India’s big bad loan problem

The latest quarterly results show that state-owned banks are struggling because of stressed assets, impacting their profitability and loan growth


The July-September quarter results for Indian banks so far show a continued divergence between the private and the state-owned banks. Photo: Pradeep Gaur/Mint
The July-September quarter results for Indian banks so far show a continued divergence between the private and the state-owned banks. Photo: Pradeep Gaur/Mint

If there were any hopes about a quick end to India’s bad loan saga, the earnings season for the July-September quarter has dispelled them very quickly. Most state-owned banks which have reported their July-September quarterly earnings figures so far have witnessed asset quality pressures, which have impacted their profitability and loan growth.

But how severe is the Indian bad loan problem? A look at the ratio of bad loans or non-performing assets (NPA) across the world shows that India’s NPA levels place it among the worst-performing major economies of the world.

A comparison of the non-performing loan ratio of 25 large Asia-Pacific banks, which are part of the Bloomberg Asia Banks Large Cap Index shows that the large Indian banks have the worst NPA ratio when compared to their large cap peers in the region.

The three Indian banks included in the Bloomberg Asia Banks Large Cap Index are the State Bank of India, ICICI Bank and HDFC Bank, which are relatively in better shape compared to most of their domestic peers. Yet, India’s performance is worse than that of other economies in the region.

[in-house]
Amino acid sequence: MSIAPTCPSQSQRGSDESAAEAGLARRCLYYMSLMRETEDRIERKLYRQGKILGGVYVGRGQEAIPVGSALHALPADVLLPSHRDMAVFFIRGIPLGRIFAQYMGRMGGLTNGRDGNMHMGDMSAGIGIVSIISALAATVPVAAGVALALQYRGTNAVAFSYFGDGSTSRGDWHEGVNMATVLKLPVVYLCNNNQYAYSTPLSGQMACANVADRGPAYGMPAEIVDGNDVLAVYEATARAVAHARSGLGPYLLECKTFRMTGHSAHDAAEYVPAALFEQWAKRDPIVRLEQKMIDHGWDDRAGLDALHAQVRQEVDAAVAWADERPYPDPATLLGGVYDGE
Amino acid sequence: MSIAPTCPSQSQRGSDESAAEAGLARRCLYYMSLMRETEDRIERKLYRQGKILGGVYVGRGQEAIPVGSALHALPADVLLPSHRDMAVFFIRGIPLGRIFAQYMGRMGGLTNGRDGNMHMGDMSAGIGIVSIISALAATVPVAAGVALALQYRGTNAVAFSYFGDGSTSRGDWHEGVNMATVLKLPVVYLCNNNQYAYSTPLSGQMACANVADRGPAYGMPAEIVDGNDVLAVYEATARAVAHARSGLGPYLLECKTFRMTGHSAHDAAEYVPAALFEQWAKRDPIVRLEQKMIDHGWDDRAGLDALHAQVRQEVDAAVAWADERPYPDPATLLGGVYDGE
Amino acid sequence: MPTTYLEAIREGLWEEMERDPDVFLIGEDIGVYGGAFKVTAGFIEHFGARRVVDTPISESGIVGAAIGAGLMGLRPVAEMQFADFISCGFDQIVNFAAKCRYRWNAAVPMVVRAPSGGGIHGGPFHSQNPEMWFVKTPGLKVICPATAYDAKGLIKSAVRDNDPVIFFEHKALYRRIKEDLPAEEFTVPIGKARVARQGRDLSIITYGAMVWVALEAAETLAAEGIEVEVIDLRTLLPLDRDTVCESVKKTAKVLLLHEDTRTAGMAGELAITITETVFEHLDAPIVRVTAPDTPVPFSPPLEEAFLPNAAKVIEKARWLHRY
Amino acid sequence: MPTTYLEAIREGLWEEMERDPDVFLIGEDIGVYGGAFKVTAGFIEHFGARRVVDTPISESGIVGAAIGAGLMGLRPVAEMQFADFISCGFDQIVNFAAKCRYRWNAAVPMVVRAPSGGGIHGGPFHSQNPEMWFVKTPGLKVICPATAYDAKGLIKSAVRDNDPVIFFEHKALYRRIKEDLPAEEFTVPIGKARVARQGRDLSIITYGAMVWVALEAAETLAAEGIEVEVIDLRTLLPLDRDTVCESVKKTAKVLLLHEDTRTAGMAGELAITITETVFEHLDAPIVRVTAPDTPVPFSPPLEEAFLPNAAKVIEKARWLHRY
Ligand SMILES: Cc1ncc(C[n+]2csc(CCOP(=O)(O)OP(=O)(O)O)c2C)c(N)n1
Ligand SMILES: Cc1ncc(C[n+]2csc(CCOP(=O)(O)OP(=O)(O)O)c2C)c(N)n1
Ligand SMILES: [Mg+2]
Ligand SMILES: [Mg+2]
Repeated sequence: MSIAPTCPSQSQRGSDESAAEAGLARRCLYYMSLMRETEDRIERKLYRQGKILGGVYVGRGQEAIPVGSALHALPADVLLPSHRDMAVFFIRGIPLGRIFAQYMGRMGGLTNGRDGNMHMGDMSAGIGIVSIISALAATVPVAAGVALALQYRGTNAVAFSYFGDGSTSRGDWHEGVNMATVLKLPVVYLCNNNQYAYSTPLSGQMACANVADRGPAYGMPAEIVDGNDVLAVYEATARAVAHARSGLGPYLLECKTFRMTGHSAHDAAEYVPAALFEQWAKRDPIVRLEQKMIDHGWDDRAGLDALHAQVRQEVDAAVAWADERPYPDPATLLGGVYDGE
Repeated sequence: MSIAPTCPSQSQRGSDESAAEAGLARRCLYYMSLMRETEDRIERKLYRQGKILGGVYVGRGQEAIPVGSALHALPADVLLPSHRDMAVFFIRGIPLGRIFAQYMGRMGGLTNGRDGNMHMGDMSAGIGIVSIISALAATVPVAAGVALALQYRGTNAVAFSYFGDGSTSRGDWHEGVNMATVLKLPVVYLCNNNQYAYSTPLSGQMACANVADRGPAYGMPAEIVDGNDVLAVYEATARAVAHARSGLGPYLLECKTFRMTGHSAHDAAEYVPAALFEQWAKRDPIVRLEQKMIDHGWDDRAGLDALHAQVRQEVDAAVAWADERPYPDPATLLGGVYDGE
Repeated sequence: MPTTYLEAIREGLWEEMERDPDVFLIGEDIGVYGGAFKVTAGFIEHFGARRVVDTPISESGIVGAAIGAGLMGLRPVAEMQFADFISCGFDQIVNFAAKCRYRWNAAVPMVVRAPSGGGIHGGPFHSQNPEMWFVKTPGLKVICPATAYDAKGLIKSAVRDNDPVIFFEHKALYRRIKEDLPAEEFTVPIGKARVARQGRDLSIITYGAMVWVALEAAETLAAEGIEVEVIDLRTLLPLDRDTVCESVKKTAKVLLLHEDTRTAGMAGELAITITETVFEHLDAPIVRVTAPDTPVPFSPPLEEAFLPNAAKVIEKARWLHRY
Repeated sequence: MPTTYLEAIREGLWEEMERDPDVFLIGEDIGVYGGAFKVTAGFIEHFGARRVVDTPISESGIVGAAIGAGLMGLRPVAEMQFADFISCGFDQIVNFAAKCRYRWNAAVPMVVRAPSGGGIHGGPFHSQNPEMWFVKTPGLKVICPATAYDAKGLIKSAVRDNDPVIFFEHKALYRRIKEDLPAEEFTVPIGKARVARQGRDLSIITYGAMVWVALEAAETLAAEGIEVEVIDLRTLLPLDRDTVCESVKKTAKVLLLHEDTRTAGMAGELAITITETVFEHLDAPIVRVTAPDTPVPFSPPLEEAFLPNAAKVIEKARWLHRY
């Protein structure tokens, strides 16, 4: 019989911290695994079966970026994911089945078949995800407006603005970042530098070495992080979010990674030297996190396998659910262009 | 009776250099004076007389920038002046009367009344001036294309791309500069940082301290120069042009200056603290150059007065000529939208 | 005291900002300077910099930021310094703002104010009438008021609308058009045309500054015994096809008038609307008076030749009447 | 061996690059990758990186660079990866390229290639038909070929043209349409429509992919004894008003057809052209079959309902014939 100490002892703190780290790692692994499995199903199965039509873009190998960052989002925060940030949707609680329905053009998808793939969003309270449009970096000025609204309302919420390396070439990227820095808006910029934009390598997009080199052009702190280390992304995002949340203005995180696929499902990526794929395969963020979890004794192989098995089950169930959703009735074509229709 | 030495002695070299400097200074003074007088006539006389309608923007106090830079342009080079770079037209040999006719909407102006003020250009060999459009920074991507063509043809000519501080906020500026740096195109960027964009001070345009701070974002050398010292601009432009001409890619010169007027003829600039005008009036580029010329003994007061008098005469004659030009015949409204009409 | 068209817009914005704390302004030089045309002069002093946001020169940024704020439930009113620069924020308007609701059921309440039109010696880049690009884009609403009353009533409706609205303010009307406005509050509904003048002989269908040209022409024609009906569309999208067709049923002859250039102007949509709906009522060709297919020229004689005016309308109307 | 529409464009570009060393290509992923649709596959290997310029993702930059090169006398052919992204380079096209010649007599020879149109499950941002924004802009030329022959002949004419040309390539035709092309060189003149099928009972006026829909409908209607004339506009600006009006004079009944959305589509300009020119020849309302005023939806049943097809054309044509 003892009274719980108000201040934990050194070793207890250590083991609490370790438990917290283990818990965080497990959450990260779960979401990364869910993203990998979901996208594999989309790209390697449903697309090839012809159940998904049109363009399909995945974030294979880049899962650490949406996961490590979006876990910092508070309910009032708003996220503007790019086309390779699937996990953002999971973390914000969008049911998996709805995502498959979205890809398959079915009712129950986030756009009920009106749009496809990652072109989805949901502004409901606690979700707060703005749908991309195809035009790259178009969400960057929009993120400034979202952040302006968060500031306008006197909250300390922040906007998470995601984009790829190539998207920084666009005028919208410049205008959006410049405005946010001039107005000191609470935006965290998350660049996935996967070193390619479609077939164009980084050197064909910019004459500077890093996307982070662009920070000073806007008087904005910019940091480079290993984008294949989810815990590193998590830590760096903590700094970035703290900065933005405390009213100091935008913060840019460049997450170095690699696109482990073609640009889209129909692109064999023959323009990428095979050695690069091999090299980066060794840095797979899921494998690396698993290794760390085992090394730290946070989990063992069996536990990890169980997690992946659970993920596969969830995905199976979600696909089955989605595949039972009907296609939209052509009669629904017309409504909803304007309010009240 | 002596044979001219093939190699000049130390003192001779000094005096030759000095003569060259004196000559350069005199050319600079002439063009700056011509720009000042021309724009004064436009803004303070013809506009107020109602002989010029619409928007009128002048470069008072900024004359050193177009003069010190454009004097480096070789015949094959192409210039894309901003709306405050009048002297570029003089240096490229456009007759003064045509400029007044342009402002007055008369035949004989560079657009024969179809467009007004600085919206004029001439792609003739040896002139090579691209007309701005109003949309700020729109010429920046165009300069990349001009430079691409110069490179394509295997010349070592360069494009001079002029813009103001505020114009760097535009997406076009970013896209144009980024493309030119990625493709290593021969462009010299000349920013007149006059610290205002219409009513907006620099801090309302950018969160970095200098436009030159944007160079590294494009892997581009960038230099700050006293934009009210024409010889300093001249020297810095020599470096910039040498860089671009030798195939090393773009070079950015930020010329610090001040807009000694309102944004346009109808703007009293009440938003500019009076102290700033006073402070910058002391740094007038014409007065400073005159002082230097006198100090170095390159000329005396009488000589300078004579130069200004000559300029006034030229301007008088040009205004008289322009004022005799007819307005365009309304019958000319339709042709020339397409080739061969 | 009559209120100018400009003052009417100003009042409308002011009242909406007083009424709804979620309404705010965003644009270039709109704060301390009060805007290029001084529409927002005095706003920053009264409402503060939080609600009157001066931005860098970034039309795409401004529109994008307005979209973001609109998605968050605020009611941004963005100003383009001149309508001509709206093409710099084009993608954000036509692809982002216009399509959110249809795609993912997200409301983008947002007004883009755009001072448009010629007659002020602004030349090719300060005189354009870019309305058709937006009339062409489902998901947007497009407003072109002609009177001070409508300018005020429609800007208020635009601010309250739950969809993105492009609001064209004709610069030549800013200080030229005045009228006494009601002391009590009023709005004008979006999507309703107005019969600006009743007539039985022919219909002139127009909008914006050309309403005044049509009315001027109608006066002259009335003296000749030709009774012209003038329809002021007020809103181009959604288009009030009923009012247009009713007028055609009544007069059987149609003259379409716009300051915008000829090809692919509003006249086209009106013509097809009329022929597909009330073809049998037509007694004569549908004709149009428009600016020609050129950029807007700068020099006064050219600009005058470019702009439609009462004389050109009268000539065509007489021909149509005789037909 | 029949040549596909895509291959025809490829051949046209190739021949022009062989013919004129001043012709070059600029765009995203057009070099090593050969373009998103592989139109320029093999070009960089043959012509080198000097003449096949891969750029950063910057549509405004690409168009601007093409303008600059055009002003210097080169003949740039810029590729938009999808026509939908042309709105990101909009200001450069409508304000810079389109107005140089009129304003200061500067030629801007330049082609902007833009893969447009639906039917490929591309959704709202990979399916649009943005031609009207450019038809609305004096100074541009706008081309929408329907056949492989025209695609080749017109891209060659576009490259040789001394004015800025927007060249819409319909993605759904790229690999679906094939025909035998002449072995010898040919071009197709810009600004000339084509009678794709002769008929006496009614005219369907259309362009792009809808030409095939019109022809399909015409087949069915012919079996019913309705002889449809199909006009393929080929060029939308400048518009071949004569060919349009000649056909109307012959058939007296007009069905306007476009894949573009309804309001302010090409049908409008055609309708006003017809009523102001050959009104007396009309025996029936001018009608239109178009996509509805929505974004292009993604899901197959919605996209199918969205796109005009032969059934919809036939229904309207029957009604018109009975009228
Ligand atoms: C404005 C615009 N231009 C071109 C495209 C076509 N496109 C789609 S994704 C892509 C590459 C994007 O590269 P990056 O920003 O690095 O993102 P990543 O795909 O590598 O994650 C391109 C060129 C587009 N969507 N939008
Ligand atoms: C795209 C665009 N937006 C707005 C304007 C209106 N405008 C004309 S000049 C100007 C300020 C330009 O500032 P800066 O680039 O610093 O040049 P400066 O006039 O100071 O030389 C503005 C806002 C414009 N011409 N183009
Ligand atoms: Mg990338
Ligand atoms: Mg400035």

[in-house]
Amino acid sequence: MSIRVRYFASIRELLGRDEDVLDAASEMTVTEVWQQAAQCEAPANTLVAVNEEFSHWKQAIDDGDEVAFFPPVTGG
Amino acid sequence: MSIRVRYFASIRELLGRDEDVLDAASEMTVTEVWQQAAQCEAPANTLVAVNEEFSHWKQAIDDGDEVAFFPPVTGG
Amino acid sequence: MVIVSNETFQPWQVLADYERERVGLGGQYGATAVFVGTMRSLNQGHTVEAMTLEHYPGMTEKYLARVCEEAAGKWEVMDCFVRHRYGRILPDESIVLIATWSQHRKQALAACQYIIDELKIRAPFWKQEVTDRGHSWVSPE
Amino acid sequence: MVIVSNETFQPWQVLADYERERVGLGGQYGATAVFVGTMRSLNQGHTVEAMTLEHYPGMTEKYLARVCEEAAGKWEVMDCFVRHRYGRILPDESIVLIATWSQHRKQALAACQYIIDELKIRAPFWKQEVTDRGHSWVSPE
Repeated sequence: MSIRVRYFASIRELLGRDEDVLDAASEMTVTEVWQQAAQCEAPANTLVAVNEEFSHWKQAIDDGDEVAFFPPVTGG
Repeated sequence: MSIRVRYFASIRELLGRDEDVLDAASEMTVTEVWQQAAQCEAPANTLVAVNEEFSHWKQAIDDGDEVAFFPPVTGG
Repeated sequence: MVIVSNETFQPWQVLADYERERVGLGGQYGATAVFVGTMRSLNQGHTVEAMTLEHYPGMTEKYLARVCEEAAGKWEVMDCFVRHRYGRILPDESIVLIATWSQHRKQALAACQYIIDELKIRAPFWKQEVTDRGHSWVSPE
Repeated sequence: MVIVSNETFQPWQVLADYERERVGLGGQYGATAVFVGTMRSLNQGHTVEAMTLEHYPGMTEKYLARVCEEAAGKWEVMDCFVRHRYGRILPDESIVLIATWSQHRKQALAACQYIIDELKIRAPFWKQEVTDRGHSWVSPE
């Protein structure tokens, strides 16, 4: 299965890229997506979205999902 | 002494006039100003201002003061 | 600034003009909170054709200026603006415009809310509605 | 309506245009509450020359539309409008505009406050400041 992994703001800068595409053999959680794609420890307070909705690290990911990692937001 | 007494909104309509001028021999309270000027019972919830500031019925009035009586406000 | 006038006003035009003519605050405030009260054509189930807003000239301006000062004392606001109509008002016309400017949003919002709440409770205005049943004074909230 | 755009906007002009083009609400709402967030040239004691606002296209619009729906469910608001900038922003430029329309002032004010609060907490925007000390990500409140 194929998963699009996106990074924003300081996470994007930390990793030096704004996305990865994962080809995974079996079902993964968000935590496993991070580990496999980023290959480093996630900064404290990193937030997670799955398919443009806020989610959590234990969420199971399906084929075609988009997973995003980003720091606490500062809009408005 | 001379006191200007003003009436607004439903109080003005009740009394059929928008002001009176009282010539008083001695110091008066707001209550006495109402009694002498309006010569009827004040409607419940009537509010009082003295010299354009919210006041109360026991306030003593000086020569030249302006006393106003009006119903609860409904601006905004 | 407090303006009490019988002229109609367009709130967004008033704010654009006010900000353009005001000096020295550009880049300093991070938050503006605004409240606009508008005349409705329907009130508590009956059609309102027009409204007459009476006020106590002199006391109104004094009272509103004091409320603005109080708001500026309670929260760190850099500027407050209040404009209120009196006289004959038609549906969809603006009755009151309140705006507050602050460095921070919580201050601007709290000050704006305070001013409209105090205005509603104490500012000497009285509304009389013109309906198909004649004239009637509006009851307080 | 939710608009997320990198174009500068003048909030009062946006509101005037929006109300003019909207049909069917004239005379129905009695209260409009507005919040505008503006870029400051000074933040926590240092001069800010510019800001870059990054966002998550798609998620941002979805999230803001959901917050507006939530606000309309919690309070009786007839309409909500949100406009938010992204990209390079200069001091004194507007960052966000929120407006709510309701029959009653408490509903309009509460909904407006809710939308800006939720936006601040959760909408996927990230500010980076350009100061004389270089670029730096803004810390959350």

The major culprits behind the rise in bad loans over the past few quarters have been state-owned banks. The July-September quarter results for Indian banks so far show a continued divergence between the private and the state-owned banks. The net profit of most of the private banks (which have reported their results so far) rose in the September quarter even as state-owned banks reported higher provisioning for bad loans rose and consequently lower profits.

Among the private banks, Yes Bank, Kotak Mahindra Bank, IndusInd Bank and HDFC Bank reported growth in their respective net profits, in the range of 20-31% over the year-ago period. On the other hand, most of the state-owned banks so far have reported a decline in their profits for the September quarter compared to the year-ago period. While Central Bank of India and Bank of Maharashtra reported net losses for the quarter, the net profit for Syndicate Bank and Union Bank fell by more than 70% each. There were some exceptions in both categories such as the private lender Axis Bank, which posted an 83% decline in profit owing to increased provisions for bad debt, and public sector lender Vijaya Bank which witnessed a 34% rise in profit compared to a year ago. But overall, the state-owned banks have disappointed far more than the privately-owned ones.